5 cool Linux audio editors worth knowing

One good thing about using Linux is the amount of choices one has when it comes to the use of any application. If you are a music lover, the following 5 music/audio editors are worthy of note
“LMMS is a free cross-platform alternative to commercial programs like FL Studio, which allow you to produce music with your computer. This includes the creation of melodies and beats, the synthesis and mixing of sounds, and arranging of samples. You can have fun with your MIDI-keyboard and much more; all in a user-friendly and modern interface.”

Talking of features, it boasts of

  • Song-Editor for composing songs
  • A Beat+Bassline-Editor for creating beats and basslines
  • An easy-to-use Piano-Roll for editing patterns and melodies
  • An FX mixer with 64 FX channels and arbitrary number of effects allow  unlimited mixing possibilities
  • Many powerful instrument and effect-plugins out of the box
  • Full user-defined track-based automation and computer-controlled automation sources
  • Compatible with many standards such as SoundFont2, VST(i), LADSPA, GUS Patches, and MIDI
  • Import of MIDI and FLP (Fruityloops Project) files


Available for all three popular platforms, Traverso DAW is “a GPL licensed, cross platform multitrack audio recording and editing suite, with an innovative and easy to master User Interface. It’s suited for both the professional and home user, who needs a robust and solid DAW.” 

The developers call it a complete suite because it “is a complete solution from recording to CD Mastering. By supplying many common tools in one package, you don’t have to learn how to use lots of applications with different user interfaces. This considerably lowers the learning curve, letting you get your audio processing work done faster.” Worth Checking out.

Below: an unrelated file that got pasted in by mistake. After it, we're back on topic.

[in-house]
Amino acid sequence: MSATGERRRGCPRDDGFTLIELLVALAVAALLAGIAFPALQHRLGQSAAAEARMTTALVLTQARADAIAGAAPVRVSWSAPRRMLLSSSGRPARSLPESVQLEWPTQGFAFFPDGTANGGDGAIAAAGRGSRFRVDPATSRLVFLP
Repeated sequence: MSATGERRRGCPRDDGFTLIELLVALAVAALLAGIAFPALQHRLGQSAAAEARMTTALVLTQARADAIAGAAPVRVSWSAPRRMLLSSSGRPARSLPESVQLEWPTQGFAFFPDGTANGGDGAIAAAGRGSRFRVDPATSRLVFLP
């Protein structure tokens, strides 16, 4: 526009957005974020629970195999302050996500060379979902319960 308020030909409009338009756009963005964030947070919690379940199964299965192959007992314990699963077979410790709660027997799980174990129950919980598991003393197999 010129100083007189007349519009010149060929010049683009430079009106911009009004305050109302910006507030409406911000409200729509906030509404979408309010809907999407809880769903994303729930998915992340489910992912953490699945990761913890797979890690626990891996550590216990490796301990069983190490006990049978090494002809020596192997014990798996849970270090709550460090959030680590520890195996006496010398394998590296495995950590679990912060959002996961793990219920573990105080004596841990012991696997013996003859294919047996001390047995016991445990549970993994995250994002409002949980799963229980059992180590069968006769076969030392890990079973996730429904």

Rosegarden, the development of which is sponsored by Typo 3, “is an easy-to-learn, attractive application that runs on Linux, ideal for composers, musicians, music students, and small studio or home recording environments. It is a well-rounded audio and MIDI sequencer, score editor, and general-purpose music” composition and editing environment.”

Released under the GPL, Ardour is a hard disk recorder and digital audio workstation application that runs on Linux, FreeBSD and Mac OSX. The application aims to provide a digital audio workstation suitable for professional use with features such as recording, mixing, editing and mastering. Ardour relies heavily on plugins ot get some features to work.


Hydrogen is an advanced drum machine for GNU/Linux. It’s main goal is to bring professional yet simple and intuitive pattern-based drum programming with features such as

  •     Up to 64 ticks per pattern with individual level per event and variable pattern length.
  •     32 instrument tracks with volume, mute, solo, pan capabilities.
  •     Multi layer support for instruments (up to 16 samples for each instrument).
  •     Ability to import/export song files.
  •     Unique human velocity, human time, pitch and swing functions.
  •     Multiple patterns playing at once. 

There are dozens of others out there that easily get the job done no matter its complexity. If there is any one reason why Linux is such a force to reckon with, it’s about how hard it is to choose from lots of solutions to any given problem. Give any of the above apps a try and tell me what you think of them. If you prefer others not mentioned here, please share them with us in the comments.

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